Alt Austerlitz (Schrödinger’s Napoleon)

I really like Pub Battles Austerlitz, especially with the variable French setup. Are the French as weak as Napoleon says? The Austrians must attack as though they were, if they wait too long to find out, then it might be too late.

For enthusiasts like myself, after numerous plays there becomes an optimal French option, just bring on the Guards and all you need to win is not to lose big.

To keep the game exciting, I use a certain variation on the suggested setup. I can not take sole credit for this, it is mostly a particular variation on the setup that could be chosen. It is also optimized for solo play.

The French player has two options, bluff, or all in. The French always have Soult, Lannes, and Davout (III, IV, and V, Corps),. Alternatively, they can bring on Napoleon, the Guard, Bernadotte, and Murat (everybody). There is no option to bring on just one other Corps.

On turn one, the French player adds Napoleon’s HQ to the cup. He must make a note if it is the real Napoleon, or just a decoy. He does not have to reveal anything until the HQ is seen by the enemy. So far this is exactly one of the suggested options. The difference is that IF the French player does not bring on everything, then all that is available are the first three Corps. Not even Napoleon is there!

It is assumed that if Napoleon isn’t there, then he has come up with a different plan, and needs the rest of his army to pull it off. Whatever he has planned won’t work if his other forces don’t last the day at Austerlitz. He doesn’t need them to win, he just needs them to tie down those Allied forces.

If you are playing solo, it is called “Schrödinger’s Napoleon.” Like Schrödinger’s cat, Napoleon is both there, and not there, until you examine the HQ. When the HQ comes within the Allied LOS, roll a die. On a 4+ Napoleon is there with the rest of his army. Otherwise, only the first three Corps are on the map. If you find it difficult to play as though you didn’t know, then this option solves that.

The biggest difference between this and the official rules, is that the official rules allow Napoleon to appear with one other Corps, and the Austrian must still win decisively, or lose the game. I feel it is tipped too much in Napoleon’s favor if he appears with the guard (besides, the Guard is always with Napoleon), and all he has to do is not lose decisively to win. At least, that’s how it is for me after many, many, plays.

As always, let me know how this works for you!

Austerlitz Coalition Variant

Setup, showing forces on reserve cards.

In this variant I reorganize the Coalition army into 3 large Corps. Like many strategies in Pub Battles, there is no “best” way to do something. Large or small Corps have their advantages and disadvantages. Large Corps are great for concentrating a lot of forces on a narrow front for an assault, but can be challenging if trying to react with any precision. They tend to be big hammers. On the defensive, where combat command isn’t so crucial, they can be quite adequate.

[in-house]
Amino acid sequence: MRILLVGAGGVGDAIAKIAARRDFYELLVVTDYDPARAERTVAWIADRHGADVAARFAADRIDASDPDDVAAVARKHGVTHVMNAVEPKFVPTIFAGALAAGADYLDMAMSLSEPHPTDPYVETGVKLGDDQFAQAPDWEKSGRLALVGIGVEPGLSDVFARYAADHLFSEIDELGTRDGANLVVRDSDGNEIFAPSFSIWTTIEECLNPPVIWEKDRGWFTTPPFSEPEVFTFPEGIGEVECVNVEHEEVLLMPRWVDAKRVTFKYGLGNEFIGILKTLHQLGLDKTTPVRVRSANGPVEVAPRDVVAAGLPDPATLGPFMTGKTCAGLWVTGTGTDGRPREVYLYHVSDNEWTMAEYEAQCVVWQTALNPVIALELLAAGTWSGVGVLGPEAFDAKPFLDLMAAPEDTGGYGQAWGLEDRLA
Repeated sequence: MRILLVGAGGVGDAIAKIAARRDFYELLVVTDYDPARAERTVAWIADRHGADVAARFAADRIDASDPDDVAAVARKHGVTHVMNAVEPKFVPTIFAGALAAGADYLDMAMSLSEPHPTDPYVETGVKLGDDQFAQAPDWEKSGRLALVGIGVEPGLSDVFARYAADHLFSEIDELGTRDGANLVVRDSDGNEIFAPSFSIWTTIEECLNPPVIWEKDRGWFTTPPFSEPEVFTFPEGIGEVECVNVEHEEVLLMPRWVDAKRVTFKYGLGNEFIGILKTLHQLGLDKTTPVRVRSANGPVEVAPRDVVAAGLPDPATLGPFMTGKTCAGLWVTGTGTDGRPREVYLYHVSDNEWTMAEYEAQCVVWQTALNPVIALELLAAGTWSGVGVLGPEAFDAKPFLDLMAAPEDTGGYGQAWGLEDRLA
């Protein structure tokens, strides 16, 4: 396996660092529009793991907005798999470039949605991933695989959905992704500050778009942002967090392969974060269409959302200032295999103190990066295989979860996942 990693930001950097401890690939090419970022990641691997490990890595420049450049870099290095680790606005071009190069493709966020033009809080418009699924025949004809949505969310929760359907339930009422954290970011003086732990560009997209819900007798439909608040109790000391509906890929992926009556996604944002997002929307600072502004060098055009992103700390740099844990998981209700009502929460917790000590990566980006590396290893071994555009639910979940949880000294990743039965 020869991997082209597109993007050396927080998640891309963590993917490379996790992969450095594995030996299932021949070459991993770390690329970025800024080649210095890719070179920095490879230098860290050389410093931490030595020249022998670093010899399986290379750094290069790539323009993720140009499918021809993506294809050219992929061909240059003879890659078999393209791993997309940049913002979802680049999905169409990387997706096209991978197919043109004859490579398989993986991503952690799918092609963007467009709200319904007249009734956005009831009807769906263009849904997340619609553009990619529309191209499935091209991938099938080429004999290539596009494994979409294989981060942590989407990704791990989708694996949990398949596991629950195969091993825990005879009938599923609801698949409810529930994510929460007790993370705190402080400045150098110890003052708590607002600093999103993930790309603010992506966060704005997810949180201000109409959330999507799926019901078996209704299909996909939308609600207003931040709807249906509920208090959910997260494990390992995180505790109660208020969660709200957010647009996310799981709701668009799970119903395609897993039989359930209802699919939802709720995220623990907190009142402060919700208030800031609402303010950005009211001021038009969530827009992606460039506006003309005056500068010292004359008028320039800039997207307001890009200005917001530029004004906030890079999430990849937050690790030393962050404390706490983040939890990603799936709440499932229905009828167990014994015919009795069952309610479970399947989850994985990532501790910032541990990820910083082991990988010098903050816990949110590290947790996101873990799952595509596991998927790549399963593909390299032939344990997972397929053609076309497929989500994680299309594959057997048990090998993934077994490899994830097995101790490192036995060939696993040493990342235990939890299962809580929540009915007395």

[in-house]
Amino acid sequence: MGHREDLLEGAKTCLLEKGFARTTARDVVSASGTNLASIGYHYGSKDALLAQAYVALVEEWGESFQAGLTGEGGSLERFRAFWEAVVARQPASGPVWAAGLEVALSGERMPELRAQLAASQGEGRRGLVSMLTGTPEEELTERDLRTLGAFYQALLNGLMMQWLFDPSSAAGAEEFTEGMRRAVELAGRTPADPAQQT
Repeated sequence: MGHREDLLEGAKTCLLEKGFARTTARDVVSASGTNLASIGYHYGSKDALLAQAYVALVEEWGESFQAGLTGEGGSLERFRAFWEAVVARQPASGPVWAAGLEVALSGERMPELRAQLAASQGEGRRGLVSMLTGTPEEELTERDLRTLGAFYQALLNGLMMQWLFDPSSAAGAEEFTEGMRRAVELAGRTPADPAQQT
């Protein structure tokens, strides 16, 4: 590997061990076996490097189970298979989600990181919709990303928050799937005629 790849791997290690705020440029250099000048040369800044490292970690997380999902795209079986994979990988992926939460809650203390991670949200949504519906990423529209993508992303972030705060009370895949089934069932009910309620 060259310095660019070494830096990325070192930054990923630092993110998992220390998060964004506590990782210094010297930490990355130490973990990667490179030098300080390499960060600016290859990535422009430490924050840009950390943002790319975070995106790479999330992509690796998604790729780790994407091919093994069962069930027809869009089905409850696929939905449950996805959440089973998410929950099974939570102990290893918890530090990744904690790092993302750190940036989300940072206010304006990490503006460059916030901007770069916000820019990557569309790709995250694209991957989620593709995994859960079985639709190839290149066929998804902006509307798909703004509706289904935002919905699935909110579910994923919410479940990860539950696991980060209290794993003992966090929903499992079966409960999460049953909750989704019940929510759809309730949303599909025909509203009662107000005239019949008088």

(DISCLAIMER) Pub Battles Austerlitz is an excellent game as is. This variant is only presented as an alternative that highlights the flexibility of the system.

Smaller commands can make mounting an effective attack difficult, but can make for a more flexible defense.

The big factor to consider is your Leadership rating. The French (or the Confederacy), with a 4 rating, can usually make their Alter Turn Order rolls, and gain both flexibility in concentrating their efforts, and in reacting to enemy actions. On the other hand, the Coalition (or the Union), with a rating of 2 (or 3), can have a very tough time.

For this variant, while I allow the Coalition player to reorganize their army, it comes with a limit. The original Corps can’t be broken up, only combined with others. This is because of the intermixing of troop quality. In most armies, the lower quality troops were intermixed with higher quality troops. The regiments tended to be of one quality, but different regiments would then form higher level organizations. A Corps may be comprised of 50% conscripts, but those battalions would be spread around. In pub Battles, that is shown when half the blocks of the Corps are militia. The Corps with 50% militia is less effective than one without, so it works at the Corps level. Remember that the names on the blocks are given for color, not because that division was actually all conscripts (or elite!).

In the foto above, I only intend on attacking with Docturov’s Corps (on the left), but to disguise my intentions I have my army organized into 3 large Corps. This disguises my intent, and is very unnerving to the French player as he sees three large threats to contend with. Which one does he prepare for?

Because the French begin with over half their army off board, this gives the Coalition player a slight edge in the early turns. If they can do enough damage early on, the French may never recover. If they decide to remain on the defensive, the French can chip away at their less adaptable army and where them down while watching for an opportunity to administer that “one final blow.” Either strategy is viable, and either can be countered.

War is uncertain. Sometimes, using the above setup and strategy of having Docturov attack the French right, will see all his attacks thrown back, other times will seem him sweep the stretched French defenses, most times it will be a combination. Every game will play out differently. Often the chit draw will serve to compliment or confound your plan! You must have a plan, and yet be flexible.